Blog
About

12
views
0
recommends
+1 Recommend
0 collections
    0
    shares
      • Record: found
      • Abstract: found
      • Article: found
      Is Open Access

      Pinot blanc and Pinot gris arose as independent somatic mutations of Pinot noir

      Read this article at

      Bookmark
          There is no author summary for this article yet. Authors can add summaries to their articles on ScienceOpen to make them more accessible to a non-specialist audience.

          Abstract

          Somatic mutation is a natural mechanism which allows plant growers to develop new cultivars. As a source of variation within a uniform genetic background, it also represents an ideal tool for studying the genetic make-up of important traits and for establishing gene functions. Layer-specific molecular characterization of the Pinot family of grape cultivars was conducted to provide an evolutionary explanation for the somatic mutations that have affected the locus of berry colour. Through the study of the structural dynamics along chromosome 2, a very large deletion present in a single Pinot gris cell layer was identified and characterized. This mutation reveals that Pinot gris and Pinot blanc arose independently from the ancestral Pinot noir, suggesting a novel parallel evolutionary model. This proposed ‘Pinot-model’ represents a breakthrough towards the full understanding of the mechanisms behind the formation of white, grey, red, and pink grape cultivars, and eventually of their specific enological aptitude.

          Related collections

          Most cited references 32

          • Record: found
          • Abstract: found
          • Article: not found
          Is Open Access

          The grapevine genome sequence suggests ancestral hexaploidization in major angiosperm phyla.

          The analysis of the first plant genomes provided unexpected evidence for genome duplication events in species that had previously been considered as true diploids on the basis of their genetics. These polyploidization events may have had important consequences in plant evolution, in particular for species radiation and adaptation and for the modulation of functional capacities. Here we report a high-quality draft of the genome sequence of grapevine (Vitis vinifera) obtained from a highly homozygous genotype. The draft sequence of the grapevine genome is the fourth one produced so far for flowering plants, the second for a woody species and the first for a fruit crop (cultivated for both fruit and beverage). Grapevine was selected because of its important place in the cultural heritage of humanity beginning during the Neolithic period. Several large expansions of gene families with roles in aromatic features are observed. The grapevine genome has not undergone recent genome duplication, thus enabling the discovery of ancestral traits and features of the genetic organization of flowering plants. This analysis reveals the contribution of three ancestral genomes to the grapevine haploid content. This ancestral arrangement is common to many dicotyledonous plants but is absent from the genome of rice, which is a monocotyledon. Furthermore, we explain the chronology of previously described whole-genome duplication events in the evolution of flowering plants.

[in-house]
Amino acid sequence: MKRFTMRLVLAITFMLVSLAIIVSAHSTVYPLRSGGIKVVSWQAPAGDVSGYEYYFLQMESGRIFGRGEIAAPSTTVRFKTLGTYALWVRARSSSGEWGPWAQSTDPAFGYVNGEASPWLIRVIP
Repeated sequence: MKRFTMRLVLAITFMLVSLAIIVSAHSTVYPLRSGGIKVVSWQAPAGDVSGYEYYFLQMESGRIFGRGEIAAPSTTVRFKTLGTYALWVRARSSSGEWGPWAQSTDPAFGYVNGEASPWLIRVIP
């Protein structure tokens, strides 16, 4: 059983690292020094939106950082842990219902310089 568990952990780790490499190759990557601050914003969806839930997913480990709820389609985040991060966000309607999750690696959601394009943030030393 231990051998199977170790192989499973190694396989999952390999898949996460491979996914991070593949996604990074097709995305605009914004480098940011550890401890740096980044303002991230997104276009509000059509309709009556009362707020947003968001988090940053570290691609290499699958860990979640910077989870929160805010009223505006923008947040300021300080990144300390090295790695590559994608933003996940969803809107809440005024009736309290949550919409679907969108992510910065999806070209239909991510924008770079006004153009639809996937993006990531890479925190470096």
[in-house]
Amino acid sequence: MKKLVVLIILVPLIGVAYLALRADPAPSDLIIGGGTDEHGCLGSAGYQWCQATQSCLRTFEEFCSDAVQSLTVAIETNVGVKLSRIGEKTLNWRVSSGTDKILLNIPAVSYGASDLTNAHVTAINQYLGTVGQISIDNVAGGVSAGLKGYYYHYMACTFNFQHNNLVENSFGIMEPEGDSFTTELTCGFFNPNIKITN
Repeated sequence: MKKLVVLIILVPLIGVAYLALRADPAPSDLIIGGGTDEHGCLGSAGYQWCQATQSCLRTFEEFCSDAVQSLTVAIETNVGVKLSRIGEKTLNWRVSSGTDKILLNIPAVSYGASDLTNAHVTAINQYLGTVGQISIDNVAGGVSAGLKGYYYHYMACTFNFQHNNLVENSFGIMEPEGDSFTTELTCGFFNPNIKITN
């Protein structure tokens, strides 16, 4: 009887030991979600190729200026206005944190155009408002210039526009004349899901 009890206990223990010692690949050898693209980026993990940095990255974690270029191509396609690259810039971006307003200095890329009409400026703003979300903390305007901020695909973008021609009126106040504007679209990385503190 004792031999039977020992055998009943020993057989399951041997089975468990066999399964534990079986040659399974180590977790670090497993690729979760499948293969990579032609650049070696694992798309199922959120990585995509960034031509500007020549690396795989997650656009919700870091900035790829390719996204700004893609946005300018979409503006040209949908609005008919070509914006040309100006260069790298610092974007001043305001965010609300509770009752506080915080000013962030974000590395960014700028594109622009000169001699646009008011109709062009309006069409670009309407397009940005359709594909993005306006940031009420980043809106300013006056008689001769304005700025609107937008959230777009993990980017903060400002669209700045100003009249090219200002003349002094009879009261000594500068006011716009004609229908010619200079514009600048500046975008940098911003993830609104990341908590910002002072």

Bookmark
            • Record: found
            • Abstract: not found
            • Article: not found

            The significance of responses of the genome to challenge.

              Bookmark
              • Record: found
              • Abstract: not found
              • Article: not found

              Retrotransposon-induced mutations in grape skin color.

               S. Kobayashi (2004)
                Bookmark

                Author and article information

                Journal
                J Exp Bot
                J. Exp. Bot
                jexbot
                jexbot
                Journal of Experimental Botany
                Oxford University Press (UK )
                0022-0957
                1460-2431
                November 2012
                23 October 2012
                23 October 2012
                : 63
                : 18
                : 6359-6369
                Affiliations
                1Research and Innovation Centre , Fondazione Edmund Mach , via E. Mach 1, 38010 San Michele a/Adige (TN), Italy
                2Consulting and Services Centre, Fondazione Edmund Mach , via E. Mach 1, 38010 San Michele a/Adige (TN), Italy
                Author notes
                * To whom correspondence should be addressed. E-mail: silvia.vezzulli@ 123456fmach.it
                Article
                10.1093/jxb/ers290
                3504490
                23095995
                © 2012 The Author(s).

                This is an Open Access article distributed under the terms of the Creative Commons Attribution Non-Commercila License ( http://creativecommons.org/licenses/by-nc/2.0/uk/) which permits unrestricted non-commercial use, distribution, and reproduction in any medium, provided the original work is properly cited.

                Page count
                Pages: 11
                Categories
                Research Paper

                Comments

                Comment on this article